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Head Neck. 2018 Jan;40(1):94-102. doi: 10.1002/hed.24967. Epub 2017 Nov 11.

Prognostic implication of fluorine-18 fluorodeoxyglucose positron emission tomography/computed tomography in patients with recurrent papillary thyroid cancer.

Author information

1
Department of Otorhinolaryngology-Head and Neck Surgery, Pusan National University School of Medicine, Pusan National University, Busan, South Korea.
2
Department of Nuclear Medicine, Pusan National University School of Medicine, Pusan National University, Busan, South Korea.
3
Department of Internal Medicine, Pusan National University School of Medicine, Pusan National University, Busan, South Korea.
4
Department of Radiology, Pusan National University School of Medicine, Pusan National University, Busan, South Korea.
5
Department of Otorhinolaryngology-Head and Neck Surgery, Inje University Ilsan Paik Hospital, Ilsan, South Korea.

Abstract

BACKGROUND:

Fluorine-18 fluorodeoxyglucose positron emission tomography/CT (18 F-FDG PET/CT) has been widely accepted as an effective method for detecting recurrent papillary thyroid cancer (PTC) in patients with increased serum thyroglobulin (Tg) or Tg antibody (TgAb) levels and negative whole-body scintigraphy (WBS) results. The role of WBS as a diagnostic tool in detecting recurrence has relatively decreased recently. However, only a few studies have examined the usefulness of 18 F-FDG PET/CT for evaluating patients with recurrent PTC, regardless of the WBS results. The purpose of this analysis was to evaluate the diagnostic value and prognostic role of 18 F-FDG PET/CT for patients with recurrent PTC, irrespective of their WBS results.

METHODS:

Sixty-six patients with locoregional recurrent PTC who underwent 18 F-FDG PET/CT and neck CT within 6 months before surgical treatment were included in this retrospective analysis. Imaging findings were compared with postoperative histopathologic results. The diagnostic values of 18 F-FDG PET/CT and neck CT were compared according to the serum Tg and TgAb levels and cervical levels. Each patient's status at the last follow-up was also reviewed, and survival probabilities were estimated using the Kaplan-Meier plot.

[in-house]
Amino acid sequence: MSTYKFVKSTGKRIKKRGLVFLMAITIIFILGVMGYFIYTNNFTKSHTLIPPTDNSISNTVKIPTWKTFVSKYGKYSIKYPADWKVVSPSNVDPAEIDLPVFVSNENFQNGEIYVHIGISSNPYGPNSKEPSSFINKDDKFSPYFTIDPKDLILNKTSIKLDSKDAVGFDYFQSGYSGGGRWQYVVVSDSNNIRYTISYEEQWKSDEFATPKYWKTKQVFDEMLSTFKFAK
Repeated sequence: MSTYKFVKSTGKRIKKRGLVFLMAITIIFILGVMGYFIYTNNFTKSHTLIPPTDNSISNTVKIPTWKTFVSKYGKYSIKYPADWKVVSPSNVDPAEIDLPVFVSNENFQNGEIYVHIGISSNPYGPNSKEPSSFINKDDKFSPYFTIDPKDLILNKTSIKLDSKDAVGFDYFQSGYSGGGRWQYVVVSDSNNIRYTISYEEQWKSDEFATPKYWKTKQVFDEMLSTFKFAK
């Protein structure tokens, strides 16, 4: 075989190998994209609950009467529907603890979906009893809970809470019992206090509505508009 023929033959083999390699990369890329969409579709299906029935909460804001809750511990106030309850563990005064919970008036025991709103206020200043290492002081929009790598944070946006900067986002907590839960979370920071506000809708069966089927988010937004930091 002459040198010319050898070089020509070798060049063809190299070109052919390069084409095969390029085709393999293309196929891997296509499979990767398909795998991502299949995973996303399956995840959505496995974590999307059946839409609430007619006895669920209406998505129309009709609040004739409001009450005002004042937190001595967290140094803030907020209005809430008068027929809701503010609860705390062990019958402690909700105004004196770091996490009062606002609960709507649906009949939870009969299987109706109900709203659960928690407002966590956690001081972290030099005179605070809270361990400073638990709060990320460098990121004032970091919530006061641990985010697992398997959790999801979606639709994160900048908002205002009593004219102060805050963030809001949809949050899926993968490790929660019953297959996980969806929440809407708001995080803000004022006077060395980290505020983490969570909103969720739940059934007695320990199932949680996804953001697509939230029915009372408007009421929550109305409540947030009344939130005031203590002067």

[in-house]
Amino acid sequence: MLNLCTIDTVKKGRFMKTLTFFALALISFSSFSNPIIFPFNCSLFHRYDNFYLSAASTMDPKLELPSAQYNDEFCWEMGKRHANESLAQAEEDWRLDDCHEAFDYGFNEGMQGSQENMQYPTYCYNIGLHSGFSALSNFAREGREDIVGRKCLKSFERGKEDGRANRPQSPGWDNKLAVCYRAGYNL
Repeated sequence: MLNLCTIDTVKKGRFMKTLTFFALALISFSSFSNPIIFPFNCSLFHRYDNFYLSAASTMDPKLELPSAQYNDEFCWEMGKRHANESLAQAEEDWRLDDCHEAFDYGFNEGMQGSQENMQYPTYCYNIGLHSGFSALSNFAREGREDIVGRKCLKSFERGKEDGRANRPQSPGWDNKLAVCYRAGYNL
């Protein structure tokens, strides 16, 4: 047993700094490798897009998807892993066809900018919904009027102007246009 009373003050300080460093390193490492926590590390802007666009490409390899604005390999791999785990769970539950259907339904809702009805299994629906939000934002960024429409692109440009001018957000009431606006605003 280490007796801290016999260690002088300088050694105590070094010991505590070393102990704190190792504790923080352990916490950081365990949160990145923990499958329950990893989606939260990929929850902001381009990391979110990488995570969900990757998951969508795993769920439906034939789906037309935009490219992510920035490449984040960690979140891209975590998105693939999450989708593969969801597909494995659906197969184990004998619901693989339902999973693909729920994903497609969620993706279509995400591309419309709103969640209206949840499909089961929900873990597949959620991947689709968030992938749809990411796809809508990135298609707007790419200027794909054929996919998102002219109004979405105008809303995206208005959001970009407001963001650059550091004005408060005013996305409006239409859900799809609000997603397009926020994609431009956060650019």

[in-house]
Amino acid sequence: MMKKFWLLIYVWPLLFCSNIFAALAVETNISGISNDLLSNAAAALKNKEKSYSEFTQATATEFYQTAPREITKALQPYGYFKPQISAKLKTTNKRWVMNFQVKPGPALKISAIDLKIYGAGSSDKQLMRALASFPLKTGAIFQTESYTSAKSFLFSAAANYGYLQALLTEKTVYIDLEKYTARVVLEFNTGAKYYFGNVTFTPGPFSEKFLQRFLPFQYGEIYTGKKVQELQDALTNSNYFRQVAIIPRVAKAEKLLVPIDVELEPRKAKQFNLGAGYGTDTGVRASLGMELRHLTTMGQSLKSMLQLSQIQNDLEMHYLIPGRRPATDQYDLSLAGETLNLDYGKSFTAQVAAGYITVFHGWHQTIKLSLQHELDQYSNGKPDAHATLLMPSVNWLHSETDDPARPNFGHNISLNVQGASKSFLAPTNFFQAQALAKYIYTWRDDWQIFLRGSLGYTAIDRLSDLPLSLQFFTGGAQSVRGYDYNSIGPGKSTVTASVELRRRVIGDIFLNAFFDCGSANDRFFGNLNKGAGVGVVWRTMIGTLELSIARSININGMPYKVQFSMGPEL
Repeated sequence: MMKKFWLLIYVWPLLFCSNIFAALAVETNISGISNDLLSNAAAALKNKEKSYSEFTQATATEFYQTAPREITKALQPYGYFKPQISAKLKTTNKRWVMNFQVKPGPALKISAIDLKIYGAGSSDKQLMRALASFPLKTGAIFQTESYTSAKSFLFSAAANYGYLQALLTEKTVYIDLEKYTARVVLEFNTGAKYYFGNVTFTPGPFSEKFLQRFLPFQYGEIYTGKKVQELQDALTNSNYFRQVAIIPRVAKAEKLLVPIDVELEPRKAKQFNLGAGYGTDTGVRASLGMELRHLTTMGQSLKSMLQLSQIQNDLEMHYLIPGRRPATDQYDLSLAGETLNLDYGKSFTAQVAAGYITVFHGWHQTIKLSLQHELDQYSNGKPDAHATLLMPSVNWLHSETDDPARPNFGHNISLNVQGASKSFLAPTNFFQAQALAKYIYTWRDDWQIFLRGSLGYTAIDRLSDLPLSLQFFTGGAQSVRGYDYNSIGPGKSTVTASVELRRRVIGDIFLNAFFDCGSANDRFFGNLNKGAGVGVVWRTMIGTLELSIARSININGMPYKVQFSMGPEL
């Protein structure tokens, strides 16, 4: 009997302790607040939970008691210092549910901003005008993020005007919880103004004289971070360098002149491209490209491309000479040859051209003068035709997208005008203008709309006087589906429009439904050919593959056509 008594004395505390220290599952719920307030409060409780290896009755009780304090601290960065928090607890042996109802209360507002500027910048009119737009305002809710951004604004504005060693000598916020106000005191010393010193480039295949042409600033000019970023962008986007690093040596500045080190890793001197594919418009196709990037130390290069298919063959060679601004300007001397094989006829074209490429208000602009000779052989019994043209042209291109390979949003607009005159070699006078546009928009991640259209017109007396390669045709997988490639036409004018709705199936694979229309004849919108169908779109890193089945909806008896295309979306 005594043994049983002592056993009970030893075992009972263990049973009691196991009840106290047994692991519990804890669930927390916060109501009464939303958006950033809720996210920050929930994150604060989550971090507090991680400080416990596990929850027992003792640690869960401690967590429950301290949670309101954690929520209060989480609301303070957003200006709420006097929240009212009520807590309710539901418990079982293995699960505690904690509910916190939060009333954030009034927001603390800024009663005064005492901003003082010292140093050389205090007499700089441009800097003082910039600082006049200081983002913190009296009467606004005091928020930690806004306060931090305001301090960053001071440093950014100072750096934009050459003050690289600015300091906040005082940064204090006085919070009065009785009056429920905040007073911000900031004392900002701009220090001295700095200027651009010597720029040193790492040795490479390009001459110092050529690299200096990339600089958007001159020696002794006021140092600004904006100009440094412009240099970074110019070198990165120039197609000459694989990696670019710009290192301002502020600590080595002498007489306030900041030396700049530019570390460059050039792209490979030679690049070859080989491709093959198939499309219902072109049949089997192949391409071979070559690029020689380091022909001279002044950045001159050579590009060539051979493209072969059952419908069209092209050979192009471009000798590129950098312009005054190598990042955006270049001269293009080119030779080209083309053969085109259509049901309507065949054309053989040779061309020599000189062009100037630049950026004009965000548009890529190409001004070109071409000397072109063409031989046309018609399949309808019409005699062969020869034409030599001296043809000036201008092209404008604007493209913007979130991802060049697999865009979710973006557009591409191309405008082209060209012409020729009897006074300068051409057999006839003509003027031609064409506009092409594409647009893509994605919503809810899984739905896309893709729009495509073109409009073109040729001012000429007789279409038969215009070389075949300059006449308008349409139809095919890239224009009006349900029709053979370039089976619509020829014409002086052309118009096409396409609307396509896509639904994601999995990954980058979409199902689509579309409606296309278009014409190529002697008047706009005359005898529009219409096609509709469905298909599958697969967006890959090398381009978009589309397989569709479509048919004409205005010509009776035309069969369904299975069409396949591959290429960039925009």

RESULTS:

The sensitivity, specificity, and diagnostic accuracy of 18 F-FDG PET/CT for the entire patient group were 38.5%, 90.2%, and 58.3%, respectively. The corresponding neck CT values were 55.0%, 85.7%, and 66.7%, respectively. According to the serum Tg and TgAb levels, except for the specificity, most diagnostic values of 18 F-FDG PET/CT were worse than those of the neck CTs, with or without statistical significance. For the high maximum standardized uptake value (SUVmax) group (SUVmax >10) and the low SUVmax group, the median locoregional disease-free survival times were 33.3 months and 81.8 months, respectively (P < .001).

CONCLUSION:

The diagnostic value of 18 F-FDG PET/CT for localizing recurrent lesions was worse than that of the neck CT, irrespective of the WBS results. However, patients with a higher SUVmax showed a significantly worse prognosis than did those with a lower SUVmax. Therefore, we suggest that, in patients with recurrent PTC, 18 F-FDG PET/CT should be considered for prognostication rather than diagnosis.

KEYWORDS:

maximum standardized uptake value (SUVmax); positron emission tomography (PET)/CT; prognosis; recurrent thyroid cancer; serum thyroglobulin (Tg); thyroglobulin antibody (TgAb)

PMID:
29130586
DOI:
10.1002/hed.24967
[Indexed for MEDLINE]

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